Ask. Then Shut Up.

man with money over mouth BE 3A while back, a very close artist friend posted a question on Facebook: “Does anyone have any suggestions on how to close a sale?” Apparently, she had been experiencing some frustration with prospective buyers “dancing” around the notion buying her paintings—and not being able to get them to cross the finish line, so to speak.

It reminded me of a tip I received not long before from a senior colleague when I was at Principal Financial Group, as we were about to go into a closing meeting with a business prospect: “There may be a point when I place our solutions on the table, and ask him to make a decision,” Mel said. “There may be an awkward silence…”

“…In other words,” I said, completing his thought, “At that point, you want me to keep my mouth shut.”

“Uh……yeah,” Mel replied, realizing that he did not have to worry about hurting my feelings. He emphasized that there comes a time when the information is presented, the questions have (hopefully) been answered, and there is only one step left in the sales cycle: You ask. Then you shut up.

For many of us, especially when we are still building our own self confidence (Could it be that we have not yet sold ourselves…?), this silence that can occasionally follow is unnerving. Many of us feel as though it is a void that must be filled with our mouths moving, still trying to “make the sale.” That is where many of us can fall into the trap of “buying it back.”

In his classic book, How to Win Customers and Keep Them for Life, author Michael LeBoeuf, Ph.D. “retells” an experience from Samuel Clemens (aka Mark Twain), who listened in awe to a preacher at a mission gathering. Clemens was so inspired by the speaker, he was ready to contribute five dollars to the collection plate—up from his usual one dollar donation.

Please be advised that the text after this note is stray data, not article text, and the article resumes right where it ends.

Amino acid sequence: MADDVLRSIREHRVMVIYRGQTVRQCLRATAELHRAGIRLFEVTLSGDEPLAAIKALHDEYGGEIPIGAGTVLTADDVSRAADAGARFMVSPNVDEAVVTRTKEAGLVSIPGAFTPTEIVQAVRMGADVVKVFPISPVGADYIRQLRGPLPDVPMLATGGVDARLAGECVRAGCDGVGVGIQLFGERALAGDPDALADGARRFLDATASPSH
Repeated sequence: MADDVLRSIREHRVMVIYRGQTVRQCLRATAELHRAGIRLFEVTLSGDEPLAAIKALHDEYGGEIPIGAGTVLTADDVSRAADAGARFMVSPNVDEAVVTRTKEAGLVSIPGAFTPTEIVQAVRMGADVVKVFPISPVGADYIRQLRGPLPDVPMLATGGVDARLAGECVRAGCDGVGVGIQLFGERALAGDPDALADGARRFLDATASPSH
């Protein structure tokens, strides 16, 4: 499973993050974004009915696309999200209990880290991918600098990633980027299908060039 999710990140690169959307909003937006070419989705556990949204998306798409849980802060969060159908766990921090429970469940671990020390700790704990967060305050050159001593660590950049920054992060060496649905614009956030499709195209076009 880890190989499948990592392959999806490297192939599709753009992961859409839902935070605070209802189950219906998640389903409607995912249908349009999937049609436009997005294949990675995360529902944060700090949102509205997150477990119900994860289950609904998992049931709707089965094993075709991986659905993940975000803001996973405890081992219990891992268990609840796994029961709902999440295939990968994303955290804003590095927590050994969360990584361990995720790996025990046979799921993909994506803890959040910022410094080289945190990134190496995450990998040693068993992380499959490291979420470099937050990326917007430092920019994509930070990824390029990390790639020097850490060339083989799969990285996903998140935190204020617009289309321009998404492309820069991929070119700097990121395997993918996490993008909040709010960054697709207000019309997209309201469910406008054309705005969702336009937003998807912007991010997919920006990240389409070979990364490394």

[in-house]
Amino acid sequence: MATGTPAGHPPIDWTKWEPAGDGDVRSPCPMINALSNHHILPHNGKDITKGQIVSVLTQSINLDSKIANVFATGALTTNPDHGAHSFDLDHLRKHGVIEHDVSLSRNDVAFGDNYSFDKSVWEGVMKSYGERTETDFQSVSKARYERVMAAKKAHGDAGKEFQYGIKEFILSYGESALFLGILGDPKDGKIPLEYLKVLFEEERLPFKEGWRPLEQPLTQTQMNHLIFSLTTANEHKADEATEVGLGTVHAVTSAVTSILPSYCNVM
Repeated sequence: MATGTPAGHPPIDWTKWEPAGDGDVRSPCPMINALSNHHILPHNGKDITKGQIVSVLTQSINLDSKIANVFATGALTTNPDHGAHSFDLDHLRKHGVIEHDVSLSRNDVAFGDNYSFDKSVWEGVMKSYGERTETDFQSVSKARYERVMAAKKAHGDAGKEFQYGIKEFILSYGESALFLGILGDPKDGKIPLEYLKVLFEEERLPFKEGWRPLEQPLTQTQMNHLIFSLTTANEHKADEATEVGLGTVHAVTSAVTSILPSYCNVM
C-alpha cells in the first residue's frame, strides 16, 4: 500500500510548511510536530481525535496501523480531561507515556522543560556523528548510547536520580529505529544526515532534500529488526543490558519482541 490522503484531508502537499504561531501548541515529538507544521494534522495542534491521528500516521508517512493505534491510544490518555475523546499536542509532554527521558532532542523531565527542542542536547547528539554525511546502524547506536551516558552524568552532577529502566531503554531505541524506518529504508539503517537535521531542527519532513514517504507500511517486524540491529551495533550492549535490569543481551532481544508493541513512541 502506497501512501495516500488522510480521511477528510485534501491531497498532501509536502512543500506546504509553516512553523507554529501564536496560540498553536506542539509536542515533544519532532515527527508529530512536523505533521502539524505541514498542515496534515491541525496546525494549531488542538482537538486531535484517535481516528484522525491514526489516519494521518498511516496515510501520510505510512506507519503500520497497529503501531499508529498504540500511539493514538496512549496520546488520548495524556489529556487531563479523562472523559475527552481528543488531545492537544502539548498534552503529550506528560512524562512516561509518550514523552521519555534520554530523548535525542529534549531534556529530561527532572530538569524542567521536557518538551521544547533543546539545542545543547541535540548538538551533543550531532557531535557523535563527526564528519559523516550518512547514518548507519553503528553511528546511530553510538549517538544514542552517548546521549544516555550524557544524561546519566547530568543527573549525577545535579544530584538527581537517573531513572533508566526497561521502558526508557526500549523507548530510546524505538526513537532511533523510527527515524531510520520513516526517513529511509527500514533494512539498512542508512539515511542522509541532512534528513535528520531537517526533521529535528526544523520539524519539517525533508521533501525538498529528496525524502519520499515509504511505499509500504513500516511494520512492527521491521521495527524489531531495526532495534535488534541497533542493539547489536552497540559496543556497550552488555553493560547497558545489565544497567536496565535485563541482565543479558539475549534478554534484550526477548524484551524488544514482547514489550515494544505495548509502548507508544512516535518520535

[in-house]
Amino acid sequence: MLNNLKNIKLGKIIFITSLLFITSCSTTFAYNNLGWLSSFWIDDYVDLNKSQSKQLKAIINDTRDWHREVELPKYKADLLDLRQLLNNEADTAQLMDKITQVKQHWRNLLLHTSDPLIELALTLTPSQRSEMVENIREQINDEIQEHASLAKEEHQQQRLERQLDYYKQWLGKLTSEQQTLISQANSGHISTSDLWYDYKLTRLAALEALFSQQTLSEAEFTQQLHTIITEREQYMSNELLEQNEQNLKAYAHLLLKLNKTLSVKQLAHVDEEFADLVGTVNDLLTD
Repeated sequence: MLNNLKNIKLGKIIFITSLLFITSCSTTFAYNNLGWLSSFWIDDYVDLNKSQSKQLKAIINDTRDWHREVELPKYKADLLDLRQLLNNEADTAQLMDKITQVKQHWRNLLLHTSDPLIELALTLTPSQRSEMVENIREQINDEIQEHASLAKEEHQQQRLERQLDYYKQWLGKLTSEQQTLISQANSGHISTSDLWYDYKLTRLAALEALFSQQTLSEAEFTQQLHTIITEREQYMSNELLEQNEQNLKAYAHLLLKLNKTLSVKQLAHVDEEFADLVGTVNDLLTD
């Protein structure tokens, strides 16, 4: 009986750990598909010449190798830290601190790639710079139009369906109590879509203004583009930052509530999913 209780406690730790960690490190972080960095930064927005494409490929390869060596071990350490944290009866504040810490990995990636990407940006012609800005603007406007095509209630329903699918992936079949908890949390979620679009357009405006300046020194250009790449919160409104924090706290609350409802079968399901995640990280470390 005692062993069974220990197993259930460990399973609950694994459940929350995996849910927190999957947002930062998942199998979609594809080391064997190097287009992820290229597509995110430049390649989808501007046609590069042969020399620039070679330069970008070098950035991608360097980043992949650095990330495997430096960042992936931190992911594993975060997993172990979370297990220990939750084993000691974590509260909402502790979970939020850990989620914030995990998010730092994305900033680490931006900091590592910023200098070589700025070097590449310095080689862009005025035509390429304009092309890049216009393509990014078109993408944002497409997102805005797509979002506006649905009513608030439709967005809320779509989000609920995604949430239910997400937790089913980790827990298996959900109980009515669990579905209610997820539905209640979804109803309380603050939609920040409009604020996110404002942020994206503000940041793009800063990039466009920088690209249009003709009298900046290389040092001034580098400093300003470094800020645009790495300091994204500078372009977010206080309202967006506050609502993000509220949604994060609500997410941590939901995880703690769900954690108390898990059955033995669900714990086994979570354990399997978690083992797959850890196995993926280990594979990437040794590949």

However, the preacher continued talking, apparently enjoying the sound of his own voice. Clemens’ inspiration soon gave way to frustration; when the collection plate came by, he kept his five dollars, and instead removed a dime!

What do we learn from this story? Know when to let the silence do the talking, so you don’t buy the sale back.

While “closing” a sale is not something I tend to write or speak about that often (largely because it is something I am still learning to do myself), the truth is as we advance a relationship (business or personal), we are always “closing” one step to get to the next. It is simply a natural progression of things.

As the Philosopher says so well in Ecclesiastes 3:7 (NIV), there is “…a time to be silent and a time to speak.”

On that note, I think it is time for me to shut up.

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